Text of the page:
- Hardcover: 208 pages
- Publisher: Bloomsbury USA; First Edition edition (October 3, 2006)
- Language: English
- ISBN-10: 1596912057
- ISBN-13: 978-1596912052
- Product Dimensions: 5.2 x 1.1 x 8.1 inches
- Shipping Weight: 11.2 ounces
- Average Customer Review: 4 customer reviews
- Amazon Best Sellers Rank: #373,707 in Books (See Top 100 in Books)
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Yes, But Is It Good for the Jews?: A Beginner's Guide, Volume 1 Hardcover – October 3, 2006
This month's Book With Buzz: "Little Fires Everywhere" by Celeste Ng
From the bestselling author of Everything I Never Told You, a riveting novel that traces the intertwined fates of the picture - perfect Richardson family and the enigmatic mother and daughter who upend their lives. See more
From Publishers Weekly
London literary agent Geller revolves his mock science of Judology around an equation that weighs the potential for anti-Semitic backlash, links to Jewish culture and worldwide cultural influence to determine whether a given subject is, as the old saying goes, "Good for the Jews" or "Not Good for the Jews." Of course, the numbers turn out to be largely meaningless, as the real substance of Geller's evaluations lie in his idiosyncratic commentaries. In some cases, the effort to find a Jewish connection feels strained, and most of the discussions are lightweight. The Godfather films, for example, are Good because they diverted attention from Jewish gangsters, while Nigella Lawson's love of ham and pork dishes make her Not Good. But there are thoughtful discussions of subjects like eBay's policy against allowing auctions of Nazi memorabilia and the impact of TiVo on Orthodox TV viewing. A lengthy section toward the end assesses various countries for their suitability as vacation spots, and a recurring sidebar presents a world history timeline from a Jewish perspective (the Louisiana Purchase is dubbed "a sweet kosher deal"). Unfortunately, there's really only one joke here, and though it's amusing in small doses, it can't sustain the entire book. (Oct.)
Copyright © Reed Business Information, a division of Reed Elsevier Inc. All rights reserved.
In the 1950s, it was common for Jewish kids to hear their parents whispering about current events: "Is it good for the Jews?" (The Rosenbergs--not so much.) Apparently, the whispering is still going on, prompting Geller to come up with a formula to answer all the questions. Here's how it works: anti-Semitic factor plus impact on the world times the level of Jewishness equals Tzurus (i.e., trouble) divided by seven equals good or not good for the Jews. Grouped alphabetically, the list of topics Geller rates on this scale constitutes an eclectic mix of bedfellows: alcohol is next to the Amish, and K-Y Jelly snuggles beside Karma. After each entry comes a definition and some examples of the term and an explanation of what went into the rating. There are surprises: Monica Lewinsky--good for the Jews! Andrew Lloyd Webber--not good for the Jews! Sidebars include lists of anti--Semitic writers (Roald Dahl, Agatha Christie, and Graham Greene, among others). He doesn't address Mel Gibson, but let's guess: not good for the Jews. Ilene Cooper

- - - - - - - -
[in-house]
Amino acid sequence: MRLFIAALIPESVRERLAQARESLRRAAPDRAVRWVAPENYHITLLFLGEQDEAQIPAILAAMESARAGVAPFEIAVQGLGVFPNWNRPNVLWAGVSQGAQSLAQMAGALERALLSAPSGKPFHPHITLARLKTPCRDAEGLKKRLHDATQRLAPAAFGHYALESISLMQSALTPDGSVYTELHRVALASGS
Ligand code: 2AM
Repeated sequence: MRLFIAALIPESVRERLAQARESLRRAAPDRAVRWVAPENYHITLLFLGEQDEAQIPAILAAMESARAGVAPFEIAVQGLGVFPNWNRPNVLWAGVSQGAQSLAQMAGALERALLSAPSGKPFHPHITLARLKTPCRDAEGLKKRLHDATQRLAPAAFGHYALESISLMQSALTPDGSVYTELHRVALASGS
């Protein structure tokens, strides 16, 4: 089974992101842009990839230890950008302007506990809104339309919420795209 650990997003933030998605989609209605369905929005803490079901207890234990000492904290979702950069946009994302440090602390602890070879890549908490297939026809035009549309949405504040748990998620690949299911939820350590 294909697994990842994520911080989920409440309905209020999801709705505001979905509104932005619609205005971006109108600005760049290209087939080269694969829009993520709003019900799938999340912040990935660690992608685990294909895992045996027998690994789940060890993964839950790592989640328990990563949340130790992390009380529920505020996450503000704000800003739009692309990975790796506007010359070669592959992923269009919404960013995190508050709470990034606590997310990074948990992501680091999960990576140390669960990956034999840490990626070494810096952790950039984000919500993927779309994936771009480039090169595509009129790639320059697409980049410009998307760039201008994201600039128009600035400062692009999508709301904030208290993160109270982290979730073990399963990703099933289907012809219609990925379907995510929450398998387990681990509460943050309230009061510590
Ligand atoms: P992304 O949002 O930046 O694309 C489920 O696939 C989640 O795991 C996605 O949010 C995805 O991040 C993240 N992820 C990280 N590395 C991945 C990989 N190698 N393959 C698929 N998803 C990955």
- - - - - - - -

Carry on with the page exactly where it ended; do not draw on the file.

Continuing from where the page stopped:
Copyright © American Library Association. All rights reserved
Top customer reviews
But the fare here is really not that attractive. The book is really a long commentary on pop- culture , on fashions of the hour.
It also does not provide any real argument in asserting something to be good or bad for the Jews. And in a way makes the whole question seem ridiculous. I might add for me it is not a ridiculous question but a most important one.
There is no effort to deal with any serious political issue. For instance at this moment the state of Israel is threatened by a leader aiming at nuclear weapons who has said he will 'wipe out the Zionist state'. I imagine that I serious book on a subject of what is good or not good for the Jews would touch upon a threat like this.
The book has inaccuracies . It lists Mark Twain as one of the worst writers in attitudes towards the Jews. In fact the truth is overwhelmingly the opposite and Twain wrote most friendly and appreciatve words about the Jewish people.
The book does have humor at certain points. I did get a few chuckles going through it.
And I suppose a few chuckles is better than none at all.